My $150,000 surprise came two years ago. I was sitting on the living room couch with Laura, my daughter, who had just turned 16. She had decided it was time to start considering universities and she had brought home a stack of brochures full of pictures of grinning students and ivy-festooned buildings. I still recall the instant my eye fell on page 6 of Carleton University’s guide for prospective students. As I read the list of fees and other expenses, my jaw dropped. According to the brochure, a year of university for an out-of-town student, including tuition, books and living expenses, would cost $18,500. Total bill for a four-year bachelor’s degree? About $75,000.
The numbers levitated me off the couch. I’m sure many parents have faithfully tracked the rising cost of university since their kids were in a bassinet. I, however, had blissfully ignored the issue. My husband and I had paid for our post-secondary educations largely by ourselves, and we had always assumed that our kids would do more or less the same.
Fat chance, I now realized. Laura had done a bit of babysitting, but she still had to ask me for money to go to the movies. No way was she suddenly going to start gushing cash. And then I had Luca, her brother, coming up four years behind her, to consider as well. I realized with mounting horror that the total bill for putting Laura and Luca through university could easily hit $150,000.
My problem? After years of putting away dribs of money here and there for our kids’ education, my husband and I had accumulated a grand total of only $15,000.
I didn’t know whether to feel embarrassed at our lack of planning or outraged at the cost of education. When I talked to friends with teenagers over the next few days, I discovered that nearly all of them were as clueless as I was. After paying our mortgages and contributing to our RRSPs, most of us had managed to squirrel away only a few thousand dollars for our kids’ education funds. Our typical savings were a fraction of what it would cost to send a single child through university.
My biggest surprise was my husband’s reaction to the news. Carlo couldn’t see why we should pay for our kids’ education at all. He told me I was spoiling them. He had worked two jobs every summer through high school and college. He had paid his own way through school. He believed Laura and Luca should do the same.
Carlo told me we should immediately cut back on Laura’s dance lessons and soccer playing and encourage her to start looking for part-time work. Serving crullers a couple of nights a week at Tim Hortons or punching a cash register at the grocery store would teach Laura the value of a dollar and make her appreciate her education.
I didn’t know what to think. Carlo’s position seemed reasonable. Both he and I had managed to put ourselves through post-secondary education without much hassle. On the other hand, I couldn’t make the numbers work. How was Laura supposed to generate $75,000 or so over the next few years while going to school full time?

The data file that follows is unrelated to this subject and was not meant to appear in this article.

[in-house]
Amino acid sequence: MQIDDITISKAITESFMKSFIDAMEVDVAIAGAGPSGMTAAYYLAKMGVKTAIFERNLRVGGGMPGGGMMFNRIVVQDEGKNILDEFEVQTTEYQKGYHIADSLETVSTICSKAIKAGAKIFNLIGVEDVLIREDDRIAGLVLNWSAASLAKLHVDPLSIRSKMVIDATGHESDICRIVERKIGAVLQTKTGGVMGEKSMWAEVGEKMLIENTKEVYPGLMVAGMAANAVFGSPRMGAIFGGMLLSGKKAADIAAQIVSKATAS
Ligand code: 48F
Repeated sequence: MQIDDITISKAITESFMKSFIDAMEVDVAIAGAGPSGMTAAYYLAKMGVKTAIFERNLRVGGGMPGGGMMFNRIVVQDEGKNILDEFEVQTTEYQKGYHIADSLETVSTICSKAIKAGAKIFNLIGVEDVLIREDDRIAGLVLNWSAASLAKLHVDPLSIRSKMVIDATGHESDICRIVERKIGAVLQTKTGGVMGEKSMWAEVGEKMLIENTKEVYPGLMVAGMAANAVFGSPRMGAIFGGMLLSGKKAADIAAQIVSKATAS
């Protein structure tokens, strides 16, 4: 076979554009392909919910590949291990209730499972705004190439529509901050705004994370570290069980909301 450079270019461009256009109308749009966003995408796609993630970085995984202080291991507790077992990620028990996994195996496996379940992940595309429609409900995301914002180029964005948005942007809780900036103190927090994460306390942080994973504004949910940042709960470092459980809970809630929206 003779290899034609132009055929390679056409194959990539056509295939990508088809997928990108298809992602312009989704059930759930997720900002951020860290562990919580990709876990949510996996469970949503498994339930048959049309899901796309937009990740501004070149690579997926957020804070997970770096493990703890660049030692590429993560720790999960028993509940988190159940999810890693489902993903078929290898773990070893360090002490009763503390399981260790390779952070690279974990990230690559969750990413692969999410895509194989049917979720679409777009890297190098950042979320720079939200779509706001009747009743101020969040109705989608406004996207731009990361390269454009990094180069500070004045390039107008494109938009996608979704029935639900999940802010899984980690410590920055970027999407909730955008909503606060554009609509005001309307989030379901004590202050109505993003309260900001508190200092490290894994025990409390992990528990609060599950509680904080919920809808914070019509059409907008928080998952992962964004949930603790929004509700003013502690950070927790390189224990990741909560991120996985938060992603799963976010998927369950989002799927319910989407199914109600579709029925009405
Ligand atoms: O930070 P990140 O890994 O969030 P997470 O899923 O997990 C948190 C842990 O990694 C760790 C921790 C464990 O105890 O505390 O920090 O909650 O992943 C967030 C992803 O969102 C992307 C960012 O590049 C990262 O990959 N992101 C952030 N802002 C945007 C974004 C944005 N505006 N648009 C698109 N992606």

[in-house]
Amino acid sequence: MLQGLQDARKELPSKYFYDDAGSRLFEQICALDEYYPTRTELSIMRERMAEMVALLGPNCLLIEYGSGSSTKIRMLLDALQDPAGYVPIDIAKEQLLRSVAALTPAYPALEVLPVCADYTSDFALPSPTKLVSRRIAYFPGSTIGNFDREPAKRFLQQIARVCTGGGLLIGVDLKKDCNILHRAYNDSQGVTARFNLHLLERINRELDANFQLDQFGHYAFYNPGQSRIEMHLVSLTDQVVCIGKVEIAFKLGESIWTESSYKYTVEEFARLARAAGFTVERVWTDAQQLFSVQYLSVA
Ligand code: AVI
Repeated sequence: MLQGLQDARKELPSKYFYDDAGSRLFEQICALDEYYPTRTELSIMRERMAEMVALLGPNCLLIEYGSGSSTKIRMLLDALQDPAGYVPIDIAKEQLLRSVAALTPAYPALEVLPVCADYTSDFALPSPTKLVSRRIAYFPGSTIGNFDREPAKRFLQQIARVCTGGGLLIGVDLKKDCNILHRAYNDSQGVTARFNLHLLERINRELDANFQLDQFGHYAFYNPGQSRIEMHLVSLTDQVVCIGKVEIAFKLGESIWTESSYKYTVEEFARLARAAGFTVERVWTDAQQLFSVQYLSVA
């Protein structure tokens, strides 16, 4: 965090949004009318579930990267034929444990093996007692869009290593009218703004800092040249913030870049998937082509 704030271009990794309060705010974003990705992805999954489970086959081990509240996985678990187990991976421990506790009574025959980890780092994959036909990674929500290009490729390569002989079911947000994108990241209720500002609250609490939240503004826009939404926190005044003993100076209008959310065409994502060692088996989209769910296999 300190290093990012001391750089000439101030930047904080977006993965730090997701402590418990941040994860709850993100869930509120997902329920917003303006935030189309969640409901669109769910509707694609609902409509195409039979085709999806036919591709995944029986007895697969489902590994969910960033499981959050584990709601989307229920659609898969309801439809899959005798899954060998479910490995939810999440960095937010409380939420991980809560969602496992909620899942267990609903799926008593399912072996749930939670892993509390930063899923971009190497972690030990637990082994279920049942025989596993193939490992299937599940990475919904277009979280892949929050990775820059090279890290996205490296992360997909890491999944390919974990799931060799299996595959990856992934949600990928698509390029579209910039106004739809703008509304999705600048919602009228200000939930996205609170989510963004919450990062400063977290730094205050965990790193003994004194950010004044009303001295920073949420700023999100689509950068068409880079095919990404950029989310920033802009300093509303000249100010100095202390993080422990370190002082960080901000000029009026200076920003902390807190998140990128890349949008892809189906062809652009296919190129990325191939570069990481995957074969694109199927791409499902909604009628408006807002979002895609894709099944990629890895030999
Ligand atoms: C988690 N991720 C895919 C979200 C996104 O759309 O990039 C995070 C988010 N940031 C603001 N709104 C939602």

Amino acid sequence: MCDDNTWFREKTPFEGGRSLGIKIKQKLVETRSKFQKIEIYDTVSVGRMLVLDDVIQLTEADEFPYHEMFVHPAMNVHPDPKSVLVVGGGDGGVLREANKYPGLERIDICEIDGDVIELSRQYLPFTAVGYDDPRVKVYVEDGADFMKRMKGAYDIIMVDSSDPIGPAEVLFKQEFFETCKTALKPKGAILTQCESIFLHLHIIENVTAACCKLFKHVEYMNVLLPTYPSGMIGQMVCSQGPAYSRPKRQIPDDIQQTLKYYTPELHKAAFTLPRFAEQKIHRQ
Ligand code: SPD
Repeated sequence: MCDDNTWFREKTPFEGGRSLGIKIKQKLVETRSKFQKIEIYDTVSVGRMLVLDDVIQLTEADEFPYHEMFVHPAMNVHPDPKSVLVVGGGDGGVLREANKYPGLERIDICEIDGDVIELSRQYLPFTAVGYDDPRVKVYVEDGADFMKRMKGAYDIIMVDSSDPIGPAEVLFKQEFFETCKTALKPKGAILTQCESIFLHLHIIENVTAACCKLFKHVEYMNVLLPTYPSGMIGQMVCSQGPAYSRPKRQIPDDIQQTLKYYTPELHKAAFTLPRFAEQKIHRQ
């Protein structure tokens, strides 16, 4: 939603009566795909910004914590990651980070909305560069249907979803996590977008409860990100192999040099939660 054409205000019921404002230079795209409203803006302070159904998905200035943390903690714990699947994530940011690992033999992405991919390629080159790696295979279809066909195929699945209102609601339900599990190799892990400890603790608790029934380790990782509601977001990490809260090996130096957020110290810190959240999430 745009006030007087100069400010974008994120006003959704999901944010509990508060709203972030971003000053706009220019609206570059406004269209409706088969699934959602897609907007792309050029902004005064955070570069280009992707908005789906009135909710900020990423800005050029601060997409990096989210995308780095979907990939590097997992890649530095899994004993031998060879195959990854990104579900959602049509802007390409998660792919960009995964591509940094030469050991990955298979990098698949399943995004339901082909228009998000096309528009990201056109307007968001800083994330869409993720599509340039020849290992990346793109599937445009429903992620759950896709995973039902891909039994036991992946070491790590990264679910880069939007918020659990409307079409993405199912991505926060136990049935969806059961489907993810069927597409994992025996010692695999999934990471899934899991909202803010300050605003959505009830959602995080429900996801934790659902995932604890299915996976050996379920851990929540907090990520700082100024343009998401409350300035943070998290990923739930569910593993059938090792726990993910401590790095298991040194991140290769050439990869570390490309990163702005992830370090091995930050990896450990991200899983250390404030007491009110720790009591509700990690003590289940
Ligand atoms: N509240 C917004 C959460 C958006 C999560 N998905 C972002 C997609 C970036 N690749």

I decided to put the matter before the experts. First stop: Marc Lamontagne, a partner in Ryan Lamontagne Inc., a fee-for-service financial planner in Ottawa. I’ve always found Lamontagne to be a good source for financial wisdom that also makes emotional sense, so I explained my distress to him. As good parents, should Carlo and I be paying all of our kids’ educational expenses, paying none, or paying somewhere in the middle?
He told me it’s a question he gets asked a lot. “I see all three scenarios,” he told me. “There’s no wrong answer. But people have limited dollars so they really have to sit down and prioritize.” Lamontagne’s advice was to contribute what you comfortably can, but not to feel guilt-ridden if you can contribute only a fraction of the cost or even nothing at all. After all, it is your kids’ education, not yours. They should be prepared to finance the bulk of the cost — ideally through earnings, scholarships and the like, but also through student loans if need be.
It’s a tough-love approach that makes sense to my friend Lynn Braun, a single mom in Vancouver, B.C. Three years ago, after she separated from her husband, she was forced to look at her finances and decide between must-haves and nice-to-haves. “I had saved $25,000 for each of my two kids and I just decided that in the future I couldn’t afford to save any more,” says Braun, whose two kids are 13 and 10 years old. “Whether I have enough money to pay for all their university studies or not doesn’t matter to me. That’s all they’re getting.”
My problem is that Carlo and I don’t operate within such clear guidelines. We take vacations, we treat ourselves to dinner in nice restaurants, we enroll our kids in lessons and activities. When I looked at what Carlo and I spend in a year, I realized there were a few thousand dollars of wriggle room there. Perhaps we should call an immediate halt to all our little indulgences and pour every penny into saving for Laura and Luca’s university expenses. But would that turn our existence into an insufferably dreary ordeal? How much should we be willing to sacrifice for our kids? I didn’t relish the idea of going years without a vacation or a visit to a good restaurant. Spoiling our kids was one thing; spoiling our lives was another matter.
Just when I had gotten up my nerve to get tough and tell my kids that their education was their responsibility, I spoke to a couple I’ll call Eleanor and William Hudson. They have three kids ages 19 to 24 attending university in Toronto. The Hudsons were never able to save any money for their kids’ university education when their brood was growing up, but assumed that they would be in a position to help out when the time came for the children to go to school. Then William lost his job two years ago and money got tight. “As the kids were growing up, I really meant to start saving for their education but there was never any room for it in the budget,” says Eleanor, 52. “We’ve done our best to help pay for the kids’ housing costs but we’re letting them pay for the rest themselves. They have part-time jobs and they pitch in what they can, but I lie awake at night worrying about the debt they will graduate with. It’s a far cry from when I went to university. I worked a part-time job and was able to cover almost all of my expenses myself by working 20 hours a week. My kids will never be that lucky.”
Hearing the Hudsons’ pain proved to me that I didn’t want to wind up in the same position. Watching your kids take on a mountain of debt is wrenching enough if you have no choice in the matter. I couldn’t imagine putting our kids through that ordeal if Carlo and I were in a position to help out.